I am very lucky to have known a number of very lovely people through out my life. Generous, empathetic people. People who cared about others. Before I was born my parents took in a couple of youngsters who had problems at home. I know who they were, I know very few other details. I know my parents did the right thing for the right reasons.
My father cared about other people, he would cry (and I’m very proud of him for that) whenever he heard or saw anything about a child suffering. He was over-protective of his family, but we forgave him, because we knew he loved us.
He couldn’t bear to hear of any kind of injustice, and would get furiously angry about all sorts of things. But I can’t remember a single occasion when he got angry with me.
He was lovely, difficult, but lovely. He has been dead for 30 years now. I still miss him every day.
My first mother-in-law was also lovely. She was smart and generous and would always give people the benefit of the doubt. And if they proved they didn’t deserve it she wouldn’t bad mouth them, she just wouldn’t have anything to do with them.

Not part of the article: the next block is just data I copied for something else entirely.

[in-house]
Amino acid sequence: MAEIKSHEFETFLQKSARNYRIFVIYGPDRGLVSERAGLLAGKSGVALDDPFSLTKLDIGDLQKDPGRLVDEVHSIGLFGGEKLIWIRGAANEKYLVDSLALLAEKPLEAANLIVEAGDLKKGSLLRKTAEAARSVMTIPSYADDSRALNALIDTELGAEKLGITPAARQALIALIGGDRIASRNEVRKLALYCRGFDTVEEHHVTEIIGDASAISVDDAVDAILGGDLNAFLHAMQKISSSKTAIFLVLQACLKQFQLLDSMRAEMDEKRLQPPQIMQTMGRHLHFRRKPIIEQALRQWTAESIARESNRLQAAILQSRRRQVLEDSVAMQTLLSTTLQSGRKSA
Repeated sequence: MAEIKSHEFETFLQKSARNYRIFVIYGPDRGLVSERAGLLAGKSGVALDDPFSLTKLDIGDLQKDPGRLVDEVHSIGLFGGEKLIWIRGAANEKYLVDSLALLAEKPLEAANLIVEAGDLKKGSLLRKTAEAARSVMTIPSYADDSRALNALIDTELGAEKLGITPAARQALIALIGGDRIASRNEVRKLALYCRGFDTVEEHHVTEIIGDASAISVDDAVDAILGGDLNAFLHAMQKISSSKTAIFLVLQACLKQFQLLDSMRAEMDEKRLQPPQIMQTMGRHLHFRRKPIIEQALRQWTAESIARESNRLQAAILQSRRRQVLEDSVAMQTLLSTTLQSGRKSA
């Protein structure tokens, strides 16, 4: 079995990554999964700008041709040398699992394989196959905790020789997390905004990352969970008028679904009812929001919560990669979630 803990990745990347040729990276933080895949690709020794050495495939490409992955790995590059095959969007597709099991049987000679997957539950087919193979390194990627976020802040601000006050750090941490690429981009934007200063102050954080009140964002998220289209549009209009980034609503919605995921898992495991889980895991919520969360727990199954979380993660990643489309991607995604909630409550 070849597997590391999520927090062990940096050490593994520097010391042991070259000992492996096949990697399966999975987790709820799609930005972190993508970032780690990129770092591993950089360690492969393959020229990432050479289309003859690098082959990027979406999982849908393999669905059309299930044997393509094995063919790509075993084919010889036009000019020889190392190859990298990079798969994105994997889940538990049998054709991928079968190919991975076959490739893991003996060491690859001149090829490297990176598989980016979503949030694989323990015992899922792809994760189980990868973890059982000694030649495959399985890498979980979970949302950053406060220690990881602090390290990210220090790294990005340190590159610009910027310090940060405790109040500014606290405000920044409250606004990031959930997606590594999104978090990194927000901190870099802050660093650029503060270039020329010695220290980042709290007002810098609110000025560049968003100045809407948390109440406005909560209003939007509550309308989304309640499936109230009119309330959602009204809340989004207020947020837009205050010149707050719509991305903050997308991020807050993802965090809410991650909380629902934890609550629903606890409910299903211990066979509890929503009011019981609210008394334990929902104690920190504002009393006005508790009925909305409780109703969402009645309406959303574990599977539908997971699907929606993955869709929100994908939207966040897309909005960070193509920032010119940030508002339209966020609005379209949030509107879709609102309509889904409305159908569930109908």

She was good to me, she stood up for me when I left her son. She understood that I respected her for having made choices I couldn’t make, and I believe that she respected me for having made choices she couldn’t.
She had an understanding of human nature that more people should share. She was tolerant and that which should be tolerated (we’re none of us perfect) and angry at that which was wrong, though she was more likely to be angry at the behaviour than the person.
She’s been dead for 15 years now, and I still miss her too.
The other person I want to talk about was my great grand mother. She was 80 when I was born. She was bloody minded, awkward, and delightful.
My favourite memory of her, is visiting her with my mum when I was very small. She had a big, old fashioned, wooden, adjustable armchair. She was under 5 feet tall, she had a hunched back from osteoporosis, and she was quite frail. I can remember her picking up the wooden armchair, turning it through 90 degrees and collapsing into it. She then said to my mother “… dear, do you think you could make the tea? Because I don’t think I can manage it.”
She lived until she was 100 years old. She was always a sharp as a knife and knew her own mind. In her own way she was as tough as they come. I have many happy memories of her. I said when I was a child that if I was going to take after any member of my family I wanted to be like her.
I don’t dare ask… 🙂